This week on Weekly Legends we look at a very interesting archetype that has made an appearance in my series one or two times throughout the past: Reno Hunter. While it is strange that those two names go together in the same sentence, they have been taken to legend more than once in Hearthstone’s past. However, I have not seen the crazy concoction actually make it to the orange diamond since Standard hit. That changes now with a new list that comes from Ruskeydoo, showing that innovation in Hearthstone will never truly be dead.
This list, like any Reno list, is extremely interesting because every card is a tech card. While the whole deck is filled with strong value cards, they are all chosen for specific purposes. Though Hunter is a strange choice for Reno Jackson, there is so much removal in the class that it actually makes the deck feel a whole lot more focused than other lists. Most Reno decks are scattered, but this has a very central theme to kill all of your opponent’s list. There are very few dead spots in this list, and that is because each fills a specific hole, which then strengthens everything overall. Taking Reno out of the usual shell is fun and a great way to understand deck building. Today we dive deeper into why that is.
This list runs a lot of soft removal, but it runs very few hard removal options. What I mean by that is, you do not have too many ways to kill a minion no matter what. Most of your choices in this list are going to have some sort of damage cap, which limits what they can do. Hunter’s Mark (and also Deadly Shot) does not have that problem. For that reason, you need to be very careful when using this card. Just about every deck in Hearthstone has some type of big minion and you always need to evaluate if the target you are going to use this card on is worth it. For instance, there is no reason to use this to clear a 5/5 to only die to Ragnaros the Firelord a few turns later. However, if you were going to die from the 5/5, then you have to pull the trigger.
If you have any other means of clearing when using Hunter’s Mark you should take that route. You have a ton of ways to kill things in your deck and you need to be very meticulous about how and when they can clear. Using a Hunter’s Mark on the first big threat you see may be your first instinct, but always evaluate your hand and what you have on board to really make sure it is your only (or your best option). Sometimes you are just going to want to stay ahead in tempo or keep cards in your hand, and Hunter’s Mark works for that. But always know that you want to save it if you are facing a situation where a bigger threat is coming.
Explorer’s Hat is a very interesting card that makes its way into just about every Reno Hunter list that has ever been made. The reason is that, in long games this card is simply pure value. A +1/+1 bonus is not great in a vacuum, but if it can be repeated over and over again it can really makes some waves. Your goal with this deck is to just outlast everyone you play. Sometimes that is going to be getting to Yogg, sometimes that is going to be removing every threat until they run out of damage, and sometimes it is going to be controlling the board and slowly wearing down their health. The hat helps with all of those lines of play because it makes any minion you play just that much stronger. An extra buff may not seem to matter but it has a ton of applications. It really helps your trades and enables you a lot of flexibility during the later game when you and your opponent are both topdecking. This card has no set back due to its ability, so always play it as early when you have the mana to spare.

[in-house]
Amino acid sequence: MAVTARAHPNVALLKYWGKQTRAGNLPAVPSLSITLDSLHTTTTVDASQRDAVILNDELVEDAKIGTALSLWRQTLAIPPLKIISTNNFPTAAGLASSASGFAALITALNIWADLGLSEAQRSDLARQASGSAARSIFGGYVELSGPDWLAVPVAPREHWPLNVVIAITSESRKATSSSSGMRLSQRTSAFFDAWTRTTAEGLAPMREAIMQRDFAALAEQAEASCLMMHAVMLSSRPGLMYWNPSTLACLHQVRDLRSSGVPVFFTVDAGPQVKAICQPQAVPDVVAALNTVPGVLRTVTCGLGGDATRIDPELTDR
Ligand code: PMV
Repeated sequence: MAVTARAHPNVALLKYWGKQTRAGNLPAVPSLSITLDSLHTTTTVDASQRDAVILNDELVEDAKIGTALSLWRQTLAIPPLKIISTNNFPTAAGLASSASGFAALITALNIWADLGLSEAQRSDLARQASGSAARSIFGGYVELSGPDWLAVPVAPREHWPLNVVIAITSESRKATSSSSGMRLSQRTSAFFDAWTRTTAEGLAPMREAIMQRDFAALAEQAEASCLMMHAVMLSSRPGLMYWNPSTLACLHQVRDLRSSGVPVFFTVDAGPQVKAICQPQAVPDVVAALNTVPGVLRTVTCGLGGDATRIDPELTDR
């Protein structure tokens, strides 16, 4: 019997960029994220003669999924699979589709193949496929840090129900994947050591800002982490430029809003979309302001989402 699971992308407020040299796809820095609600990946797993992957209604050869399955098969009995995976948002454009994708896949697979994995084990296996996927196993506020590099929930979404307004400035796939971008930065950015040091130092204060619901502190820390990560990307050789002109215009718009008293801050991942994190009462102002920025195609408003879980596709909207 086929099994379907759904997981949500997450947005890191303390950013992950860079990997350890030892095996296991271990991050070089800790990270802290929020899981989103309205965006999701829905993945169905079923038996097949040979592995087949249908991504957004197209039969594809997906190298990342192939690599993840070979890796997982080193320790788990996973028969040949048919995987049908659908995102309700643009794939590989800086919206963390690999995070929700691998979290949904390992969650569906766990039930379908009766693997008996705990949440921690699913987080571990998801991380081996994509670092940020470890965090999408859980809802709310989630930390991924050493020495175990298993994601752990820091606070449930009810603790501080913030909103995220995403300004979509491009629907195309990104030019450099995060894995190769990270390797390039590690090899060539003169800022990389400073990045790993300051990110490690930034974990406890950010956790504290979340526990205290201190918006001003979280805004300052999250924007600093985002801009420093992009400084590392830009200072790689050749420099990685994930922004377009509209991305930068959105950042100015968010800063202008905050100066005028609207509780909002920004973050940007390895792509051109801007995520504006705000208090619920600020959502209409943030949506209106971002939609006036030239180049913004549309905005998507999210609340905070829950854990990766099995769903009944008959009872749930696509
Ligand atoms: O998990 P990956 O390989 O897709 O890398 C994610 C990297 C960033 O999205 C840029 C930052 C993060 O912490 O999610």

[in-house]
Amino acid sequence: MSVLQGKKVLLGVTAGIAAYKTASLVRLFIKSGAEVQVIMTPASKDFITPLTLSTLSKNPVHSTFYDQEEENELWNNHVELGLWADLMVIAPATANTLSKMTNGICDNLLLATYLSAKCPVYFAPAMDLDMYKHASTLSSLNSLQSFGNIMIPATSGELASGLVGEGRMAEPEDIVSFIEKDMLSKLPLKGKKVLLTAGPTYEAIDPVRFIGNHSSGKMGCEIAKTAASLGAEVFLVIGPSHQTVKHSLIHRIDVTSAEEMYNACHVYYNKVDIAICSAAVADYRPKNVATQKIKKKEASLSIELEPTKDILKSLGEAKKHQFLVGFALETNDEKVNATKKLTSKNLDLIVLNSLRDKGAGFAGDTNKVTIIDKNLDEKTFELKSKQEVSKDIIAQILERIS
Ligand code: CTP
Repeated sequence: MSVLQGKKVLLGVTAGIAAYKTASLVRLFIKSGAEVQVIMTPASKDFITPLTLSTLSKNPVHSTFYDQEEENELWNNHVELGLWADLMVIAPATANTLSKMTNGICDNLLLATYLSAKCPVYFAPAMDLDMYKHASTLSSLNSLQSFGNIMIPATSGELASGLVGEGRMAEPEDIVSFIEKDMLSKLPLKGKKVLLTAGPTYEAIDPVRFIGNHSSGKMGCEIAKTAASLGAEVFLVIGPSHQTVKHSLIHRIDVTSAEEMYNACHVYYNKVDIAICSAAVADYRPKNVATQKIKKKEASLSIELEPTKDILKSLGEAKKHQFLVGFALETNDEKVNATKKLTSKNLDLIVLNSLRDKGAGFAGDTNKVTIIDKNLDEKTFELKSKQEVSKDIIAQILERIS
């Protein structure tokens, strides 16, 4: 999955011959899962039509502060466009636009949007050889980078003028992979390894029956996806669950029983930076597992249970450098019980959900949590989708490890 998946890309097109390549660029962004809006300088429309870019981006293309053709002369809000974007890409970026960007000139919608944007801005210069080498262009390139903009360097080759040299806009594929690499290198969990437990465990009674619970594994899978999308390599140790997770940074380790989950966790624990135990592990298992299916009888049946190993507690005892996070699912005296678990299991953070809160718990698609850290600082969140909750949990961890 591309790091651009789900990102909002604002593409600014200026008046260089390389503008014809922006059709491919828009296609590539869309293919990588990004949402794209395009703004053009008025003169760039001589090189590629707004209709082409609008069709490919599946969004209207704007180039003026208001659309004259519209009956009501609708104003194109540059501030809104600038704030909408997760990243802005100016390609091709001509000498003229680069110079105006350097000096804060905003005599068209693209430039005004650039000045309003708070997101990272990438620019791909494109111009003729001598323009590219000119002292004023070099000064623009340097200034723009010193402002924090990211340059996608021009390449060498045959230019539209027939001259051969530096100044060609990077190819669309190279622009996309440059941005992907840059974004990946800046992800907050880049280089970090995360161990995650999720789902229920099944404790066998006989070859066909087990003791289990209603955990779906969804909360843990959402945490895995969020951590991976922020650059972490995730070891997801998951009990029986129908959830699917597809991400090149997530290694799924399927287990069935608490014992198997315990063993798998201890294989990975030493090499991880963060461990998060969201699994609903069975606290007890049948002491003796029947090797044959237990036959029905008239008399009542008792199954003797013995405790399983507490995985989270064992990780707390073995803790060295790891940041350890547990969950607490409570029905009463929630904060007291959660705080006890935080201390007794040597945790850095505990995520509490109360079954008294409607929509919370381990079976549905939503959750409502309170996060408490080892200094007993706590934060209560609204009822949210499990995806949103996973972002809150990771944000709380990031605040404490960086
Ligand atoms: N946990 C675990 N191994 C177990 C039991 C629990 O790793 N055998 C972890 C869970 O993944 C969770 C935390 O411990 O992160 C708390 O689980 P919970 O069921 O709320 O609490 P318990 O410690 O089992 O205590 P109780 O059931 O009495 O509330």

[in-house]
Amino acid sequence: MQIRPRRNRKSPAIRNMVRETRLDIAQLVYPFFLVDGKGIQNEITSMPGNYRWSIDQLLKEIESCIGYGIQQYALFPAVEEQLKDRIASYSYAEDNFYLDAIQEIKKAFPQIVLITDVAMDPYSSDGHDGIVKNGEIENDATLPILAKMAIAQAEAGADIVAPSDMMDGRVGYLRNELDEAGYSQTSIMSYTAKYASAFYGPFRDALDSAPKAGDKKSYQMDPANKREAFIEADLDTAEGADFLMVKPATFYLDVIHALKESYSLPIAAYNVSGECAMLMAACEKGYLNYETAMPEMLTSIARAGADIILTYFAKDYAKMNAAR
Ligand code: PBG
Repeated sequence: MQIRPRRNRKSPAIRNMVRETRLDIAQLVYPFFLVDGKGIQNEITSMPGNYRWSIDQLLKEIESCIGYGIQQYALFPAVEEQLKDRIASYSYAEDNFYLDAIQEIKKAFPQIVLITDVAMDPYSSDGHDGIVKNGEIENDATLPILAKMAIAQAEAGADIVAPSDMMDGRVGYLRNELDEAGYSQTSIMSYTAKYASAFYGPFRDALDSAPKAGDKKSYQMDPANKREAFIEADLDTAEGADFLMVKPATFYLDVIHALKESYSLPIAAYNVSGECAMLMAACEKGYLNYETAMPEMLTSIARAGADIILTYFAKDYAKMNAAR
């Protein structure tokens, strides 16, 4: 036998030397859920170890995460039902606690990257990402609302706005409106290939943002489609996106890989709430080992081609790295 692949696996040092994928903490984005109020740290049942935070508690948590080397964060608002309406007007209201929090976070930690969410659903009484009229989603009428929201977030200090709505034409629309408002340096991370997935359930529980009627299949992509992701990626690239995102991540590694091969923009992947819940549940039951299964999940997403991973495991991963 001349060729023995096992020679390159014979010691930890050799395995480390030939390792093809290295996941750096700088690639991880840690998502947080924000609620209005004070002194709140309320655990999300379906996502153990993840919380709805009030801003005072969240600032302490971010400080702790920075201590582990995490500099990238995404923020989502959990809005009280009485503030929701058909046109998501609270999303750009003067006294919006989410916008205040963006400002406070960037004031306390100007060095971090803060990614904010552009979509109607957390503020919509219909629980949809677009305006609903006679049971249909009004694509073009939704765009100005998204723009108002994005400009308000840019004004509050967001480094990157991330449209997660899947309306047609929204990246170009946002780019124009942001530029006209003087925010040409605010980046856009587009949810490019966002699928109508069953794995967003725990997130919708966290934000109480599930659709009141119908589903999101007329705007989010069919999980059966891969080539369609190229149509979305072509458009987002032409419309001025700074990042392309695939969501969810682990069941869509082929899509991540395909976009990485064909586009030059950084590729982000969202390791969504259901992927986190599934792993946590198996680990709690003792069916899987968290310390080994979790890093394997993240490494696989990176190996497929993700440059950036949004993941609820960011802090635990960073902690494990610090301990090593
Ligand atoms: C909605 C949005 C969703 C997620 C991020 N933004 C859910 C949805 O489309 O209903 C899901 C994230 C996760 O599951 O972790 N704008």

Unlike traditional Hunter lists, Dreadscale works very well here because you simply don’t run that many small minions. Doing one damage to an entire board is a very strong ability that is usually resigned to Warrior. Being able to clear out a lot of small swarm decks like Hunter or Zoo while also getting to make your removal stronger is invaluable. Your goal with this card is to play it in the early to early-mid game much like a Ravaging Ghoul. This is a great way to kill off Forbidden Ritual, stop Violet Teacher and clean up boards of hounds or roots. Even if you don’t get the worm until later on, it can also be combined with things like Explosive Shot and Hunter’s Mark to finish off stronger minions as well.
Notice that, like so many of your other cards (especially Wild Pyromancer) that Dreadscale is almost never going to live for more than one turn. A 4/2 body is inherently weak, and every good deck in the game has a way to do that two damage (or they will find a way to do that two damage). As a result, you need to make sure you are making Dreadscale’s ability count as much as possibly. Using it as a one-for-one against a huge minion is a good use of the three drop, but you never want to take that route if there are more dangerous boards coming up. For instance, using it to clear a couple of Zoo minions only to be hit by a Forbidden Ritual during the next turns. Always evaluate your removal plays in this deck and always try and figure out the best situation to use this card in. Just because you can clear doesn’t always mean you should.
Yes, this deck runs Elise Starseeker. Yes, it is the way you are going to win control games. While the four drop’s use is very self-explanatory, but it is a key card because you need to know your strategy when facing slower decks. This deck can usually outlast aggro and take over the game with one solid minion. However, when fighting control you need to be able to take a slightly different route. Your goal is to stay alive as long as you can just to make sure you can live until the Golden Monkey comes down. Of course, if you can attack your opponent and pressure them you should, but the main goal revolves around turning your entire deck into legendaries.